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Title: Non-parametric and wide-baseline natural image and video matting
Author: Sarim, Muhammad
ISNI:       0000 0004 2697 0590
Awarding Body: University of Surrey
Current Institution: University of Surrey
Date of Award: 2010
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In this thesis we address natural video matting which is a classic problem in video processing. Natural digital matting refers to the problem of extracting the foreground along with the proper opacity from an image or a video having a natural uncontrolled background. This allows compositing foreground objects in a different background to obtain a novel scene. This is one of the most common and important visual effect used in commercial media production. In this research we investigate the natural image and video matting problem in single and multiple views. The use of local non-parametric image statistics is investigated for natural image matting. Image patches are used to represent the local colour appearance and structures in a given image. Furthermore we present an extension of the proposed non-parametric image matting algorithm to videos. The proposed approaches are compared to different state-of-the-art techniques on a variety of synthetic and natural images and videos. The results obtained are comparable to state-of-the-art approaches for images with locally smooth regions while improved performance is observed for textured images. Our second line of research focuses on image and video matting of scenes captured by multiple wide-baseline cameras. To the best of our knowledge, the matting problem in wide-baseline images and videos has not previously been investigated. We present a novel framework based on inferential statistics to spatially propagate the user provided constraints across wide-baseline views. The approach helps to limit the user interaction to a single view. In the second stage we present an extension of the proposed wide-baseline image matting to wide-baseline videos. The framework reliably propagates the user provided constraints spatio-temporally across views and over time. To minimise the user interaction we dynamically update the information available from all views to incorporate the temporal variations in the scene caused due to intensity variations, shadows, motion blur, occlusion and shading over time. Results are presented on different indoor and outdoor scenes containing nonrigid fast foreground motion which presents a challenging matting problem for existing single view video matting techniques. Results are comparable to state-of-the-art single view video matting algorithms applied independently on each view. The proposed approach significantly reduces the manual interaction required to matte multi-view wide-baseline videos.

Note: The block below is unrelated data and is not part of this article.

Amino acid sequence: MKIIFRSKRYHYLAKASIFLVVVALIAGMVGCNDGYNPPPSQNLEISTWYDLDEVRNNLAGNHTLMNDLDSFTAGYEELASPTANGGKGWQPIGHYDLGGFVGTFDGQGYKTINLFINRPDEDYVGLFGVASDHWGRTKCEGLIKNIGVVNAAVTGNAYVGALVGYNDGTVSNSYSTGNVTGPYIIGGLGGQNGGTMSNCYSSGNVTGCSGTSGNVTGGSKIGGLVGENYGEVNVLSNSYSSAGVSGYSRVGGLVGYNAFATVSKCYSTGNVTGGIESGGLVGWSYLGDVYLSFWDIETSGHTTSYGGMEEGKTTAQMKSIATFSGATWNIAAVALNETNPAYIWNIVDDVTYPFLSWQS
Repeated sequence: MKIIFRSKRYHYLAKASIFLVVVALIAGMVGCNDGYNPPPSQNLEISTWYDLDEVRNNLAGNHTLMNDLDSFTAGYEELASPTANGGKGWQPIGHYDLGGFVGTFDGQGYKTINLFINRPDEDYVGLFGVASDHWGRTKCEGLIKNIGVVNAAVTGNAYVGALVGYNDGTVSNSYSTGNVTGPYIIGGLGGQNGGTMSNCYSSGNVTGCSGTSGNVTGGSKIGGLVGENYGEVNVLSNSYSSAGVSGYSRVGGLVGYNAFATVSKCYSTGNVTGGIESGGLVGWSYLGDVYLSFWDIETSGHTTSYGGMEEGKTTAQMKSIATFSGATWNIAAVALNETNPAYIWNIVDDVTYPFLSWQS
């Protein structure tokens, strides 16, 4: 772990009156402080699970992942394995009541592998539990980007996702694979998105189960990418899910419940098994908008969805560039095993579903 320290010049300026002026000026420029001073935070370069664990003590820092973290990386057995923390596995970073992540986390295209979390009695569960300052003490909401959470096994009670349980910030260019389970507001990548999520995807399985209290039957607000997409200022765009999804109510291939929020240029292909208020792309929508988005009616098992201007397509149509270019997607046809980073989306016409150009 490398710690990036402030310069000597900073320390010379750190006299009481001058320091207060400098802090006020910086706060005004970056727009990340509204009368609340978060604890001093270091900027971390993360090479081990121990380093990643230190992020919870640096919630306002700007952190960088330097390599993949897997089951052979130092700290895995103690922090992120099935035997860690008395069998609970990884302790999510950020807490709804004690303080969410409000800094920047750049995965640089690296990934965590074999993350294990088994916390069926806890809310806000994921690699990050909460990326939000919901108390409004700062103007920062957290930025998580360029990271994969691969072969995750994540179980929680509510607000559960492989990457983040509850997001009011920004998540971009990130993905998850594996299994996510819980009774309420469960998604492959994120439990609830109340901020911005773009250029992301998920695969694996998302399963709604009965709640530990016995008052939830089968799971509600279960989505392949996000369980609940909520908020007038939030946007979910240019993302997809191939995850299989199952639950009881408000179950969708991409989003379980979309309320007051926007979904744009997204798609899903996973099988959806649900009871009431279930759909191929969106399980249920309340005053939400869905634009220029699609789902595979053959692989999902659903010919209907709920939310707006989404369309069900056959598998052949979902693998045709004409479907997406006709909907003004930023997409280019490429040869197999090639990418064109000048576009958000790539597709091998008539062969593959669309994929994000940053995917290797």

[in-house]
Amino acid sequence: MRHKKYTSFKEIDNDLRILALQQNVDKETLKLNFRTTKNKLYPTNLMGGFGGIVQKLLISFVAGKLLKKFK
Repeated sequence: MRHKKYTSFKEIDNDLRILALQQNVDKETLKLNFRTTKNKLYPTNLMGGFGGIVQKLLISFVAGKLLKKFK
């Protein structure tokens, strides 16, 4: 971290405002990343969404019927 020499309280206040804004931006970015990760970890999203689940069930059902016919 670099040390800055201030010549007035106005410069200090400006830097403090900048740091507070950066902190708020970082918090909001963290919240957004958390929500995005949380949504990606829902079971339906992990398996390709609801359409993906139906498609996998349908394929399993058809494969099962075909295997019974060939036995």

Supervisor: Not available Sponsor: Not available
Qualification Name: Thesis (Ph.D.) Qualification Level: Doctoral
EThOS ID:  DOI: Not available